Showing posts from March, 2012

Carbonade Flamande

I'm sorry that I've been a bit quiet lately but sadly life's been keeping me out the kitchen and out of touch. Spring is finally here but, before we forget about the need for warming beef casseroles during the colder months, here's one of my favourite comforting beef dishes - although this recipe works at any time of the year, honest. My version sticks fairly close to the classic Carbonade Flamande recipe, or at least to the one I learnt in the Nord-Pas-de-Calais. There are plenty of variations around so please don’t shout at me if it doesn’t sound authentic or even truly ch’ti to you. The problem that I have with a lot of beer-based casseroles is that they can become too bitter for my taste. The clever thing about this dish is that the flavours are balanced by adding pain d’épices, which not only adds sweetness, but also adds a gentle hint of spice and helps to thicken the sauce. If you can’t find pain d’épices then you could make your own (my recipe is here ) or

Onion Walnut Muffins–A Random Recipe

For the March Random Recipe challenge Dom of of Belleau Kitchen has given us the number 17. I went to the least used shelf of the bookcase (the top one) where the 17 th book was ‘The Hudson River Valley Cookbook’ by Waldy Malouf. This book was published in the nineties, which is when I got hold of a copy, but I haven’t opened it in quite a while. Maybe I’ve been led astray by books containing more glossy pictures by chefs with glossy TV shows but more fool me, because there are some excellent recipes in this collection. The book opened at the page for Onion Walnut Muffins, which is probably because there was a piece of paper stuck in it at that point. I think I'd put it there years ago when I thought about making them but never got round to it. Maybe that’s not truly random, but having read the recipe, I really wanted to give them a go. The muffins are intensely savoury and make a great alternative to bread alongside any number of dishes. I’m sure they could also be adapted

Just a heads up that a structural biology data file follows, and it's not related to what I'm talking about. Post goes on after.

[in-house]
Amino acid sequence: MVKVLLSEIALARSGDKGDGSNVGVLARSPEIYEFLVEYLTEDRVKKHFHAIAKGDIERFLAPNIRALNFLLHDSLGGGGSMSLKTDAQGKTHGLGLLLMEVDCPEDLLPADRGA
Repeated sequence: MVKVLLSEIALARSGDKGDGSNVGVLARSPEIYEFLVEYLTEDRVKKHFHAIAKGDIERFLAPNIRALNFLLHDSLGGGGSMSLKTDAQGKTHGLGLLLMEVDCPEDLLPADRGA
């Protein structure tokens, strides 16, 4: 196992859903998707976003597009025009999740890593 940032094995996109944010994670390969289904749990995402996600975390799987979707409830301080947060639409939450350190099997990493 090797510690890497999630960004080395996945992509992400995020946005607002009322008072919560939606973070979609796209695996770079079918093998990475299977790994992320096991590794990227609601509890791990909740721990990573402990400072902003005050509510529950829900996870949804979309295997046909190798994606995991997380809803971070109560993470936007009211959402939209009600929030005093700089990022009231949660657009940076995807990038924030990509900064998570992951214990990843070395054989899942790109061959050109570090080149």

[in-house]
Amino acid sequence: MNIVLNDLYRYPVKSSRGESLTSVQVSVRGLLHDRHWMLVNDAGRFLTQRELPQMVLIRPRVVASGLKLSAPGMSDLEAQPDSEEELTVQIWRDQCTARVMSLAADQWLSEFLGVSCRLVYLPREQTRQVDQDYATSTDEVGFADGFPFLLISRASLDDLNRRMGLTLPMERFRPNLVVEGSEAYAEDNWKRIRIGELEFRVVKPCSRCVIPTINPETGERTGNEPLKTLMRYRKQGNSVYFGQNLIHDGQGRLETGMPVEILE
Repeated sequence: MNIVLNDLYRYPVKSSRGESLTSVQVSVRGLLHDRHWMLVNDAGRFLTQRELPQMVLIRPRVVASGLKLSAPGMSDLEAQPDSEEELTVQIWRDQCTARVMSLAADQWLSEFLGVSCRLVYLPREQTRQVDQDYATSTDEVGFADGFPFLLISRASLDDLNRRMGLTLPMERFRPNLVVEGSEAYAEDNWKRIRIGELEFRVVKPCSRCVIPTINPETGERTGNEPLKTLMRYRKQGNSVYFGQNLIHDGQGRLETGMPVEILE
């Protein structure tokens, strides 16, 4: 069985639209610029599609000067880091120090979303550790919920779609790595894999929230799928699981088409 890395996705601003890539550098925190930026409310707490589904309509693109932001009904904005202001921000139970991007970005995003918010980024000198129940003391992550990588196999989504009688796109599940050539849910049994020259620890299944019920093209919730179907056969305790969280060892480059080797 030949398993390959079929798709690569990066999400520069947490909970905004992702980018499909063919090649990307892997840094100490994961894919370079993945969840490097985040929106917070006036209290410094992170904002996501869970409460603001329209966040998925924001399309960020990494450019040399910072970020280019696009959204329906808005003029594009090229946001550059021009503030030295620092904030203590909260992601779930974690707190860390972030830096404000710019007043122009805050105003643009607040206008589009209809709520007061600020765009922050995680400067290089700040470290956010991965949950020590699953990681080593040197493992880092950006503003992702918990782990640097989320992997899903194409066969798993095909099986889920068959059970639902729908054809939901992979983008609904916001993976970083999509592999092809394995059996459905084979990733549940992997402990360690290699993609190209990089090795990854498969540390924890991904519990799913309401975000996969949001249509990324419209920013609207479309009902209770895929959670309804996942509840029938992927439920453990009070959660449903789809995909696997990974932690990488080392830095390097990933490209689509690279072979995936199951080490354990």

Le Millas Charentais – Almost

I wasn't sure how to describe this dish but, in case you haven't come across it before, let's say that it’s a light and subtly flavoured flan-type thing and that it makes a very pleasing and simple dessert. It's a traditional recipe from the Charente or, at least, that's where I first heard of it. Since then I've found that there are many similar recipes from various parts of the south of France. They all have maize flour and eggs in common although there are plenty of other variations. If you've read any of the other posts in this blog you might have gathered that authenticity is not something that I worry about too much, so I certainly wouldn't claim that this is the real deal. My recipe is closest to the Charente version (well it has cognac) but is actually a bit of a mix between a number of the recipes that have fallen into my lap. Anyway, it's the way I like it – very eggy, fairly sweet and with a balance of lemon and cognac flavours. I hope